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Solar Power

One potential energy source is pretty much a constant without harming the environment. A growing number of Americans are counting their energy savings thanks to a little help from the sun.
Solar Power

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Show 1136: Solar Power

Air date: September 4, 2011

 

Transcript

Rob:  While gasoline prices have fallen dramatically from record highs last year, few believe this dip is even close to permanent, which is why alternative energy sources still make sense.  Yet each has their own set of drawbacks.  Coal contributes to greenhouse gases.  Corn based ethanol puts pressure on food prices.  And wind, well, it’s absolutely great, when it blows.  But one potential energy source is pretty much a constant without harming the environment.  As our Brian Bendele shows us, a growing number of Americans are counting their energy savings thanks to a little help from up above.

That 80 gallon tanks feeds the 50 gallon tank that we have for the downstairs.

Brian Bendele:  Going green doesn’t just mean using alternative fuels.  It also means using natural resources, like the sun.

Fred Hansen:  Solar dryer here, one of the cheapest solar investments you can make to save money for yourself.

Brian:  Now while homeowner Fred Hansen points out the simplest of solar powered appliances, drying your clothes outside does add up.

Fred:  If you consider that a dryer uses about four kilowatts of energy an hour, and a family does two loads twice a week, that’s four loads, that would be sixteen kilowatts for something the sun will do for you for free.

Brian:  But Hansen’s ingenuity hasn’t stopped there.  He uses the sun to power his home and heat his water.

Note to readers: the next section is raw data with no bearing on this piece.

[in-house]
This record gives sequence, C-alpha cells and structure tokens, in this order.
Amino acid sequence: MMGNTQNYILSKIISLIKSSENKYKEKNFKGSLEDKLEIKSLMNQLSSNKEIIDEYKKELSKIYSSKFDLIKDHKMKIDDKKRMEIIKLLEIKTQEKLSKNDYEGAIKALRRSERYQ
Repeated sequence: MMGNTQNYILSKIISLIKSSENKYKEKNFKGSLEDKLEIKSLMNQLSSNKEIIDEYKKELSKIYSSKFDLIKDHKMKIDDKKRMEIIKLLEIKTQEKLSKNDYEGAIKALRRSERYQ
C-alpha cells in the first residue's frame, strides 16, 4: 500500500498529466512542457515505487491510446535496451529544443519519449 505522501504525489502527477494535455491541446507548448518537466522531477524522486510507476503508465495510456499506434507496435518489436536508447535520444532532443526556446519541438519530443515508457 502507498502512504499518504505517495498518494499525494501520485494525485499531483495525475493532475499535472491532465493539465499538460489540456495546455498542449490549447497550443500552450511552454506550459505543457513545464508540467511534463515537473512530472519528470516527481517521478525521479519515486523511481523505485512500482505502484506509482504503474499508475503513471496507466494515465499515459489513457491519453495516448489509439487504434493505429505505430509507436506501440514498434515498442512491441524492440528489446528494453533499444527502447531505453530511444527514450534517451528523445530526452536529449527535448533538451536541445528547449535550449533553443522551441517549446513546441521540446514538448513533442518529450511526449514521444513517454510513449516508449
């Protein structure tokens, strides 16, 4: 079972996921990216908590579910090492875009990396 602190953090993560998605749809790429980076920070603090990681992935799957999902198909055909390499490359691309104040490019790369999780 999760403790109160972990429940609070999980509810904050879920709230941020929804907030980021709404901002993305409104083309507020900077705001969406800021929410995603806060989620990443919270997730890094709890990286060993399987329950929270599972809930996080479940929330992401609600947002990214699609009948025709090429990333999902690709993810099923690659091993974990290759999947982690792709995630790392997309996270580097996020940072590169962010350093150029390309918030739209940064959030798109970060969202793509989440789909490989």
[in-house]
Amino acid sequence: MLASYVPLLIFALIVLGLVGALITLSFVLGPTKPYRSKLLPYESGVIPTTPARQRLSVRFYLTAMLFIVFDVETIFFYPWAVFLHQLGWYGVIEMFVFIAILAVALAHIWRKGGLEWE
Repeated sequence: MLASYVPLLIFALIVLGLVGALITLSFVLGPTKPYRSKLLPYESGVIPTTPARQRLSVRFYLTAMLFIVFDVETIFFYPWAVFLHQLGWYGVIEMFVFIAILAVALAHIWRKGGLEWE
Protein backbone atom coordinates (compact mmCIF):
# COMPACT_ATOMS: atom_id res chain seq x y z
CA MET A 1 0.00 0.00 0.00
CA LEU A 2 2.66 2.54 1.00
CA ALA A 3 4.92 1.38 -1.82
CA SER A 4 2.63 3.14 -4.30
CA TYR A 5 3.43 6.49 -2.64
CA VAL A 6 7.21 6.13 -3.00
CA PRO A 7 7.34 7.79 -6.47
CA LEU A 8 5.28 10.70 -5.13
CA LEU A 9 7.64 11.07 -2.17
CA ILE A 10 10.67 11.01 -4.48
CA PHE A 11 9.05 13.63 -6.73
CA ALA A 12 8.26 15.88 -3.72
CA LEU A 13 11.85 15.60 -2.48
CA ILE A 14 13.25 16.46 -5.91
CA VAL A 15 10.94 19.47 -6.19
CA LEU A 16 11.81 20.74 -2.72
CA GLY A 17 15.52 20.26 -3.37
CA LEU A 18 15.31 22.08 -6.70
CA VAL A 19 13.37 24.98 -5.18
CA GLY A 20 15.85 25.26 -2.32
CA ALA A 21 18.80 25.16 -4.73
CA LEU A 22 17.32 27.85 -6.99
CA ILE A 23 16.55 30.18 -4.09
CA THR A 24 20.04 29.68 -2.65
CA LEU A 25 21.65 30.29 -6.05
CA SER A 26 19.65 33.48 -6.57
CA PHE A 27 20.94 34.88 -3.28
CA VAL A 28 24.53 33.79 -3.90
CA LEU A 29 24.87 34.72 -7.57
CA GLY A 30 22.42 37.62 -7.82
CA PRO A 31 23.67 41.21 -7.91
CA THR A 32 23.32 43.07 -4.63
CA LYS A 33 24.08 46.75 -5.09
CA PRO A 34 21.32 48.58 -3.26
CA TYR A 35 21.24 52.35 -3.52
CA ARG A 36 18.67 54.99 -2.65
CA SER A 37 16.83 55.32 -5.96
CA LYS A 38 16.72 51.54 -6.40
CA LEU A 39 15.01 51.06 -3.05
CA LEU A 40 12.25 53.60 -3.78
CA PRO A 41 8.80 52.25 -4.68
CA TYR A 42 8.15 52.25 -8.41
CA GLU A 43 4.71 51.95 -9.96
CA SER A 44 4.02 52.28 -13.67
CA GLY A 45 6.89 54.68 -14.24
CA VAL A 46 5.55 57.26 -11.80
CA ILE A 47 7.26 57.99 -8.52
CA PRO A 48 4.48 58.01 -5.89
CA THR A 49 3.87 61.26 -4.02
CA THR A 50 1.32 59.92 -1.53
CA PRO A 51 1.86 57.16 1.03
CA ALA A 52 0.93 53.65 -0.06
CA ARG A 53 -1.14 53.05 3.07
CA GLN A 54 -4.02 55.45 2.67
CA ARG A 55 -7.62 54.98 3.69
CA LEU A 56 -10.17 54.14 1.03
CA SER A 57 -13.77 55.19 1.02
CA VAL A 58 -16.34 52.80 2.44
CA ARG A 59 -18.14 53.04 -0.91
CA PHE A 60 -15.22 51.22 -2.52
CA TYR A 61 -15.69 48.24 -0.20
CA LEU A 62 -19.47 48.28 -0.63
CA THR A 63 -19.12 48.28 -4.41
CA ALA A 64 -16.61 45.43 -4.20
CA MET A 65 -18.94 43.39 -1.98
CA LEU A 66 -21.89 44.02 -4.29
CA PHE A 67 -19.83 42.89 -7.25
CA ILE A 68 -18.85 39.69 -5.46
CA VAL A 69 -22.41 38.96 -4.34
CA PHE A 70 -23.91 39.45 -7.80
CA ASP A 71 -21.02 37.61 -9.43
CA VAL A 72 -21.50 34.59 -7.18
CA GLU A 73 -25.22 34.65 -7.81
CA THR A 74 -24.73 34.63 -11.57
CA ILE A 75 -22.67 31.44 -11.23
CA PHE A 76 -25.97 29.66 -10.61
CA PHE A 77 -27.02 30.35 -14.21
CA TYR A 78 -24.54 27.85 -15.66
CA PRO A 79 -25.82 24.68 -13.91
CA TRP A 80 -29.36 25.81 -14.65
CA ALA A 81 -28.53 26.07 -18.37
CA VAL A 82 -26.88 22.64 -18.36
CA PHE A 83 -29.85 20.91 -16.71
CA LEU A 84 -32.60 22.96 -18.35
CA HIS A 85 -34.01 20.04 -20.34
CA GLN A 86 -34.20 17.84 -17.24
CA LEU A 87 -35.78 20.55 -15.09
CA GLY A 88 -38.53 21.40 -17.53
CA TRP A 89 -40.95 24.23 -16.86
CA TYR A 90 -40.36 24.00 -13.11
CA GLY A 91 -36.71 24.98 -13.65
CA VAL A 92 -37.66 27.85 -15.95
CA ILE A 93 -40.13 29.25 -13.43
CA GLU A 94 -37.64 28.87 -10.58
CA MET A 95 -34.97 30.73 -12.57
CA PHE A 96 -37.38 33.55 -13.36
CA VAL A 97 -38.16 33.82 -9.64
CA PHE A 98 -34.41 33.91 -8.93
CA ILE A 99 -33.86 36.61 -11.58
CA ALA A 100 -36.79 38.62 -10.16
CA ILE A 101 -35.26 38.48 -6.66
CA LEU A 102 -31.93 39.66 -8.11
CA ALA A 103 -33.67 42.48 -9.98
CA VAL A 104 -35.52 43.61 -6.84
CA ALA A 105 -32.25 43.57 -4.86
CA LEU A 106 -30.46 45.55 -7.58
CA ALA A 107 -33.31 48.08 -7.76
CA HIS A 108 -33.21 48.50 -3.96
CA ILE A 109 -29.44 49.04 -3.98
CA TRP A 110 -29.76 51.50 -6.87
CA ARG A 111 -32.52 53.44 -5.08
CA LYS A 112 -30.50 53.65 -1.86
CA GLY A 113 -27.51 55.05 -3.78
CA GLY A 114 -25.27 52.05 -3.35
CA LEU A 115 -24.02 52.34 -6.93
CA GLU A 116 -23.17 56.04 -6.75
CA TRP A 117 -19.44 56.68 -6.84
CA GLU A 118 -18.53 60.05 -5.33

Fred:  Most people say, well all you’re doing is producing enough to turn some light bulbs on, and we’re producing way more than that.

Fred:  My gas bill, that was primarily for the two hot water heaters, has been cut in half.  So that’s a benefit there.  Solar electric last year, I had twelve panels that made about fifteen percent of my electric.

Brian:  Hansen learned about solar power on a trip to Hawaii.  And when he came home he also learned about a tax credit to make the process economical.

Fred:  It’s still a system that is getting better but is expensive and probably is not practical for most people without the tax credit.

Brian:  Something Scott Frazier with OSU Bio Ag Engineering says homeowners should look into and use now before it’s too late.

Scott Frazier:  If you are in a remote location, you know, off the grid where it would cost several thousand dollars to get power in there then that’s something to look at.  Or, if you are just interested in this from an environmental point of view and you want to do your part so to speak.

Brian:  What Frazier is talking about and Hansen is using, is photovoltaics, where solar panels actually create electricity to run your house and even turn back your electric meter, putting electricity back into the grid.

Fred:  I’m not paying anything for electricity right now.  The electric company is paying me.

Brian:  A process that isn’t cheap to install.

Fred:  With the electric company coming and approving it and running power lines to the breaker box, I think it’s somewhere between 800 and 1,000 dollars a panel.

Brian:  And with Hansen’s twenty panels the bill adds up fast, but thanks to the 30% federal tax incentives, you can receive up to $2,000 for solar electric and solar water heating systems.

Scott:  Well probably for residential we’re thinking that solar thermal, so in other words, to provide hot water is probably the best bang for your buck.

Brian:  That is because a typical system runs around 2,000 to 3,000 dollars with the tax credit.  But most importantly the system works with your current hot water heater.

Scott:  There’re several different kinds.  The simplest kind would just feed into your existing water tank; and you would keep, whether it was natural gas or electric, you would keep that tank operating on natural gas or electric.  It’s just that the thermostat in the tank would sense that it is getting hot water from somewhere else.

Fred:  We used to have a problem that if we did laundry and dishes you had to wait quite a period of time before you could take a shower or bath and have hot water.  After I put the solar hot water in, we have not had any problems whatsoever.

Brian:  A resourceful way to save money while going green from an advanced level right down to the most basic of all applications.